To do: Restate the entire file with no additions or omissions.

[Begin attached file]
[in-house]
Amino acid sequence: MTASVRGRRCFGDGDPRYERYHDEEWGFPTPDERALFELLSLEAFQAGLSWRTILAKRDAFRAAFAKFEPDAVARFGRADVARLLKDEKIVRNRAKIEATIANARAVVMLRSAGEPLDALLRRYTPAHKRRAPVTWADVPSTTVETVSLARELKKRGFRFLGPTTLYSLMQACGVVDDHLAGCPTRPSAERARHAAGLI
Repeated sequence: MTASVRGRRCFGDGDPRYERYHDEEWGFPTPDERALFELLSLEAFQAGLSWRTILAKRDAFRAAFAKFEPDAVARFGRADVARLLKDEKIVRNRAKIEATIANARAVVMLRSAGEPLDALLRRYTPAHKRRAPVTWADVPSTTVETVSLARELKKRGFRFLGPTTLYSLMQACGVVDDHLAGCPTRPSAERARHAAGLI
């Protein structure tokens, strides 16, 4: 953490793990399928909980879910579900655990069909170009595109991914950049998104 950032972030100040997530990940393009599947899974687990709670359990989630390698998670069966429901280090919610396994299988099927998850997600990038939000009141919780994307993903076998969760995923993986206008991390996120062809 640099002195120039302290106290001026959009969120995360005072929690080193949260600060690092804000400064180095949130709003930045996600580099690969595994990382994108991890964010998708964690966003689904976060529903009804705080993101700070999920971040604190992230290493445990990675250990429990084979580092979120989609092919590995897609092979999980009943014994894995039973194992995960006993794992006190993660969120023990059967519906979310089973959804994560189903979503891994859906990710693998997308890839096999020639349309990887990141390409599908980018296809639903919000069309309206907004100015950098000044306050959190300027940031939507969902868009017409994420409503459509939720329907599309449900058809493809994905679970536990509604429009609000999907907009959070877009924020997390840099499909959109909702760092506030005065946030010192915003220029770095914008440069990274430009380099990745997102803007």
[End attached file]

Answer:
[in-house]
Amino acid sequence: MTASVRGRRCFGDGDPRYERYHDEEWGFPTPDERALFELLSLEAFQAGLSWRTILAKRDAFRAAFAKFEPDAVARFGRADVARLLKDEKIVRNRAKIEATIANARAVVMLRSAGEPLDALLRRYTPAHKRRAPVTWADVPSTTVETVSLARELKKRGFRFLGPTTLYSLMQACGVVDDHLAGCPTRPSAERARHAAGLI
Repeated sequence: MTASVRGRRCFGDGDPRYERYHDEEWGFPTPDERALFELLSLEAFQAGLSWRTILAKRDAFRAAFAKFEPDAVARFGRADVARLLKDEKIVRNRAKIEATIANARAVVMLRSAGEPLDALLRRYTPAHKRRAPVTWADVPSTTVETVSLARELKKRGFRFLGPTTLYSLMQACGVVDDHLAGCPTRPSAERARHAAGLI
């Protein structure tokens, strides 16, 4: 953490793990399928909980879910579900655990069909170009595109991914950049998104 950032972030100040997530990940393009599947899974687990709670359990989630390698998670069966429901280090919610396994299988099927998850997600990038939000009141919780994307993903076998969760995923993986206008991390996120062809 640099002195120039302290106290001026959009969120995360005072929690080193949260600060690092804000400064180095949130709003930045996600580099690969595994990382994108991890964010998708964690966003689904976060529903009804705080993101700070999920971040604190992230290493445990990675250990429990084979580092979120989609092919590995897609092979999980009943014994894995039973194992995960006993794992006190993660969120023990059967519906979310089973959804994560189903979503891994859906990710693998997308890839096999020639349309990887990141390409599908980018296809639903919000069309309206907004100015950098000044306050959190300027940031939507969902868009017409994420409503459509939720329907599309449900058809493809994905679970536990509604429009609000999907907009959070877009924020997390840099499909959109909702760092506030005065946030010192915003220029770095914008440069990274430009380099990745997102803007």